DEAN: What I see, Keith, is the most extreme secrecy that I've ever seen in any president, one, that I have in my lifetime experienced. Two, in any I've studied and I've studied all 42 prior, if you will, and there's just never been an operation where we've had a government by gag order at a time it is not necessary. Yes, there's no question there are area of national security where do you need secrecy. No question, I wouldn't debate that, in fact, I don't even deal with the covert side which has been one of the most active sides of the Bush administration, more so than Clinton, more so than even Reagan. It's a whole other area. I deal with policy that shouldn't be secret and tried to marshal and show and lay out the case. Really, making a, if I might, a prima facie case, I don't try to write an encyclopedia on this, I partic - I take really strong examples in each area and collect them and say, all right, reader, now how can you refute that we have one of the most secret presidencies and we have situations here, that are all inherently dangerous. They are many in co-eight (PH) scandals that are just below the surface. And when you add it all up, you have a situation that, no question to me, is worse than Watergate.

OLBERMANN: You describe the administration, particularly the president, as misleading the country into war and in particular, you're devoting a lot of time in this book to the president's response to the congressional authorization for war in Iraq, as opposed to weapons of mass destruction, the Niger stories, all of that, this - just the legal paperwork between congress and the president, which you compare to LBJ, hoodwinking the country in the Gulf of Tonkin, Nixon's rationale for bombing Cambodia, and your account of what Bush did to respond to congress's authorization. It reads like the old story about two men who want to climb a 20-foot wall, and the first one says, "I'll get up on your shoulders, and then we'll be up 12 feet, then you get up on my shoulders, we'll be up 18 feet. And then finally I'll get back on your shoulders and we'll be on top of the wall." What was wrong with how to president responded even after he had gotten the authorization from congress?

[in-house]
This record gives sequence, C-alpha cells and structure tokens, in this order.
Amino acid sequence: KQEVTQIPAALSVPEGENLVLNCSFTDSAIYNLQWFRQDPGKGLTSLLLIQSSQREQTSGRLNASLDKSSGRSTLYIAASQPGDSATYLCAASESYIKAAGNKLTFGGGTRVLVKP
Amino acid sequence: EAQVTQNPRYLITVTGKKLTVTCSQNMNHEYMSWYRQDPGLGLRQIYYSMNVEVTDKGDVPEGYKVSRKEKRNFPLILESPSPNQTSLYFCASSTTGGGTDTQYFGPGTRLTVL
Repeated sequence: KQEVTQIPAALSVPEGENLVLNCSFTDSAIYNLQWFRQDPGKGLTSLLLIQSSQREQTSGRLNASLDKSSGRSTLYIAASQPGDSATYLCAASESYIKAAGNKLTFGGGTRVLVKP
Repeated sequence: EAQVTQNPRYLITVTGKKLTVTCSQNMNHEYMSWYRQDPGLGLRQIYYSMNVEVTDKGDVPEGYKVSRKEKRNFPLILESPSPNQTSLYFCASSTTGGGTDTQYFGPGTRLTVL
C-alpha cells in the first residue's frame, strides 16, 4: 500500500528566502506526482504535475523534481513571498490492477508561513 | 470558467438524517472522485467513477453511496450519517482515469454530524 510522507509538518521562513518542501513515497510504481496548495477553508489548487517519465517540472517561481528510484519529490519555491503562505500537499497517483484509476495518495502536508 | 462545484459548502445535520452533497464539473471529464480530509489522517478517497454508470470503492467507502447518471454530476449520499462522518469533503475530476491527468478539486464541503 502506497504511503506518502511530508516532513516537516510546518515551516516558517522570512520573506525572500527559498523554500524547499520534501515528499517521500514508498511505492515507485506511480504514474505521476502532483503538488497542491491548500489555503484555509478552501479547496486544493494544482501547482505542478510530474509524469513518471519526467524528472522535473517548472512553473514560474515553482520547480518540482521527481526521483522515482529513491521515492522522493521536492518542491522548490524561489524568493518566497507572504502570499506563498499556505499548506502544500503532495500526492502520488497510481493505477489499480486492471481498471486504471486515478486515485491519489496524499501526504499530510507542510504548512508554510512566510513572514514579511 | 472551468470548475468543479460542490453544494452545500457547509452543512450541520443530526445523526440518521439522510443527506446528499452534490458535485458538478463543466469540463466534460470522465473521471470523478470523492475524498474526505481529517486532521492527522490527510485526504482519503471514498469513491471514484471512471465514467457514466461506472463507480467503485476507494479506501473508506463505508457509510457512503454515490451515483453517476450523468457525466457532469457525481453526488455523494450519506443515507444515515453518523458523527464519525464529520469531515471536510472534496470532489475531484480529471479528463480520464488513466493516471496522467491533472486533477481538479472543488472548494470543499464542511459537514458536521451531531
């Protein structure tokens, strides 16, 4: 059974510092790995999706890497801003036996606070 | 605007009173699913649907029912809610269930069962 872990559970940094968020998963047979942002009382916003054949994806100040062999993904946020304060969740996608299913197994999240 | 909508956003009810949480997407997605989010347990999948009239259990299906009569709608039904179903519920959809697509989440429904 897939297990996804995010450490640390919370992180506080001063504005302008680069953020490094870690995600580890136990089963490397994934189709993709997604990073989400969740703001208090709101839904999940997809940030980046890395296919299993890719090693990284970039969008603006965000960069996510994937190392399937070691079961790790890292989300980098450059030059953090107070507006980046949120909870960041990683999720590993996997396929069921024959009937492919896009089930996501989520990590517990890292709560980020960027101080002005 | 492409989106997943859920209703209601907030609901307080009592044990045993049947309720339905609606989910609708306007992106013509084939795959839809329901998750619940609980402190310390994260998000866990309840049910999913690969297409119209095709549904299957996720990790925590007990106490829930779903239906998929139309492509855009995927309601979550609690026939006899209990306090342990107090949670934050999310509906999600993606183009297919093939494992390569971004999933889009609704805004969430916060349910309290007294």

DEAN: The president went for his authorization in October of 19 - excuse me, of 2002 to go into Iraq. He didn't want to have to go back when he actually sent the troops in. There was a lot of doubt about whether there were weapons of mass destruction, whether there was a need of more diplomacy, all those issues were still up on the table. He cracked a deal on the House where if they were going to grant him this very unusual and unprecedented authority, they wanted certain conditions and they attached conditions to the grant of authority. The conditions were that he make a formal determination that, one, that there was no need for any further or any potential for working anything out through diplomatic relations to resolve the weapons of mass destruction issue. The second thing is that it was consistent with the war on terrorism and the whole al-Qaeda problem. In other words, the two premises in which he had really been selling the congress and the nation on war, he was to make a formal determination. Everyone thought, fine. And then no one ever looked back after he went to war. And 48 hours after he does invade Iraq, he does make the determination, and it is a sick joke. It is the most fraudulent document I've ever seen a president file. I lay it out on the book, I put the - all the details in, it's so - I make what, hopefully, is a technical legal argument into a very plain, simple argument because what he's done is he's taken his own information, some whereas clauses that he gave the congress to - typical stuff, window dressing that goes into any resolution. He says, those are findings of congress.